Maybe we went a bit too far on the multidisciplinary side and haven’t been strong enough on the core political science side of things, but don’t forget that six of the 12 faculty members in the program hold doctorates in political science. The report admits as much: “On paper, the study program does not differ greatly from the more or less conventional programs in the other universities in the country.”
So if you really look closely at the report, without any bias, you’ll see that yes, there are some questions with the program. I’d argue some of the points, but on the whole we have accepted the report, responded to it point-bypoint and we will work to improve the program in line with the recommendations. The phrase “as a last resort, the university should consider closing the program” means that if we rejected all their recommendations and failed to shore up the core political science element of the program, then as a last resort they would consider closing the program.
Of course in the media, the notion that the politics program could be closed was treated as a fait accompli and it was reported that the department is in immediate danger of closing.
Still, you can’t get away from the question – could the CHE’s feeling that “the study of politics as a scientific discipline may be impeded by such strong emphasis on political activism” point to the possibility that politicization contributed to this reality?
Absolutely not. No way. There is no connection whatsoever. Think about the largest departments at our university – engineering, physical sciences, medicine. The only faculty that even touches tangentially on politics is social sciences, and there it is natural to take a more political stance. That includes history, which can be taught in a political way. But if you go back to the subjects that by their very nature are political – there’s nothing that can be done about it. That’s the subject matter. If there are questions, if there are problems, it’s there.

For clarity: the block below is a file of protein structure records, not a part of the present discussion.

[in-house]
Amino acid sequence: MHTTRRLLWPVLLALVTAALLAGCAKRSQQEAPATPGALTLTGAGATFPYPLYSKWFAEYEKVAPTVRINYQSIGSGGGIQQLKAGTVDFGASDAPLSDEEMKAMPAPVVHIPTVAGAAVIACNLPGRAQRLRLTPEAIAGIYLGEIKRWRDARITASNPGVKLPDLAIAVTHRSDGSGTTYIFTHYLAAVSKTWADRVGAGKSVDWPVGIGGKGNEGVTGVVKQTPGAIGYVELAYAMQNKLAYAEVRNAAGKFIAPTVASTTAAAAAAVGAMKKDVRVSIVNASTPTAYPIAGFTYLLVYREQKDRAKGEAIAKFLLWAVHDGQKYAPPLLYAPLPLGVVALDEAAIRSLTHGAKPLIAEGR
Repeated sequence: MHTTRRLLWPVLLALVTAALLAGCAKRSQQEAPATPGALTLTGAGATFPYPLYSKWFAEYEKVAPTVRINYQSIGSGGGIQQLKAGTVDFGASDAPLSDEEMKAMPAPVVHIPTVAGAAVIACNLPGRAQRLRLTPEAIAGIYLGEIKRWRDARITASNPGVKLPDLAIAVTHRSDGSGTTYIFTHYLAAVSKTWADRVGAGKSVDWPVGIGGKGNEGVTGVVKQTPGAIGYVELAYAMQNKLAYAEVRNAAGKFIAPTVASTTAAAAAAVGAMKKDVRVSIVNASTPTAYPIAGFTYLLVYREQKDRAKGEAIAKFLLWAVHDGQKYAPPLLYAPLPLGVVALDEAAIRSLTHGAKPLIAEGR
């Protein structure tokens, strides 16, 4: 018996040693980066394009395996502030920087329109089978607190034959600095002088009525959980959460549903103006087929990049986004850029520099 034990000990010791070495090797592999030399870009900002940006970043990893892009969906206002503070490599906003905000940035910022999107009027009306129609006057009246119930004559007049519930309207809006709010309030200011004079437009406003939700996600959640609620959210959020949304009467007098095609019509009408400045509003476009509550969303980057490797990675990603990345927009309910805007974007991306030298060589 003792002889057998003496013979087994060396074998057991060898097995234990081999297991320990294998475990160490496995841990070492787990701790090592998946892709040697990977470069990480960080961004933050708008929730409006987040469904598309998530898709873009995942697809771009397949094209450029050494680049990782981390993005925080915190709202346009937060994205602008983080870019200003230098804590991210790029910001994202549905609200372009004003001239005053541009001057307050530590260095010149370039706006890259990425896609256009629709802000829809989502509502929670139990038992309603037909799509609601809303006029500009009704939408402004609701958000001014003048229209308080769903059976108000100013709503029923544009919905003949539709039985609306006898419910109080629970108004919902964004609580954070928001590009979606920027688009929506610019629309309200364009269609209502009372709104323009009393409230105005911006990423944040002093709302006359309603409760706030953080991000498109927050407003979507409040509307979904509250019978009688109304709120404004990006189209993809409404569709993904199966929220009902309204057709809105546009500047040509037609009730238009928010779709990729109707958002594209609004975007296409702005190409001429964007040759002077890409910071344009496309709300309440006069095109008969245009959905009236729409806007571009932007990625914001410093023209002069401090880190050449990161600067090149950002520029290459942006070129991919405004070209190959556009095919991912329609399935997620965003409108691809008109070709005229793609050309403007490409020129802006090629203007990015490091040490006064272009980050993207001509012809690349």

But that section of the report also says our students feel free to give their opinions, they feel free to express opinions that are opposed to their professor’s thoughts. Furthermore, if you look at the more than 800 tenured professors and tenure-track faculty members at BGU, you would be hard pressed to find 10 people who are members of the radical Left. Maybe 10, no more.
I think those numbers are probably lower than the percentages of the general public. If we’re talking about eight radicals out of 800 faculty members, that’s 1 percent of our university professor community. How much of the general population in Israel identifies with the radical Left? It’s got to be higher than that.
One of the most well-read people I know is also one of the most conservative – in the American sense of that term. He says he never got involved in academia because “with my political views, there’s no chance in this world I’d ever get tenure.” Do you agree?
No. Honest. I’ve been in academia a long time, I know how people get tenure, I know what universities are looking for. We are looking for academic excellence. No one on tenure committees knows what the political stances of applicants are, no one cares about them, either. And last but not least, we’ve got similar numbers of radical right-wingers and radical left-wingers on staff, about 10.
So how do you explain the fact that young people that lean toward right-wing views consistently say they would prefer to study at the Interdisciplinary Center in Herzliya rather than the Hebrew University, the University of Haifa or Ben-Gurion?
I can’t speak in their name, and I never asked why they are avoiding university political science departments, but I can say with certainty that they feel much more comfortable at the IDC than at HU or BGU.
It’s always more comfortable to be around people who share similar views to yours. But I’m really not sure I accept your premise that young right-wingers are abandoning our universities, or even our political science departments.
We’ve got many, many right-wing students.
Over the past two years, the editors of our student paper have been members of Im Tirtzu. We have more right-wing research students than left-wing ones.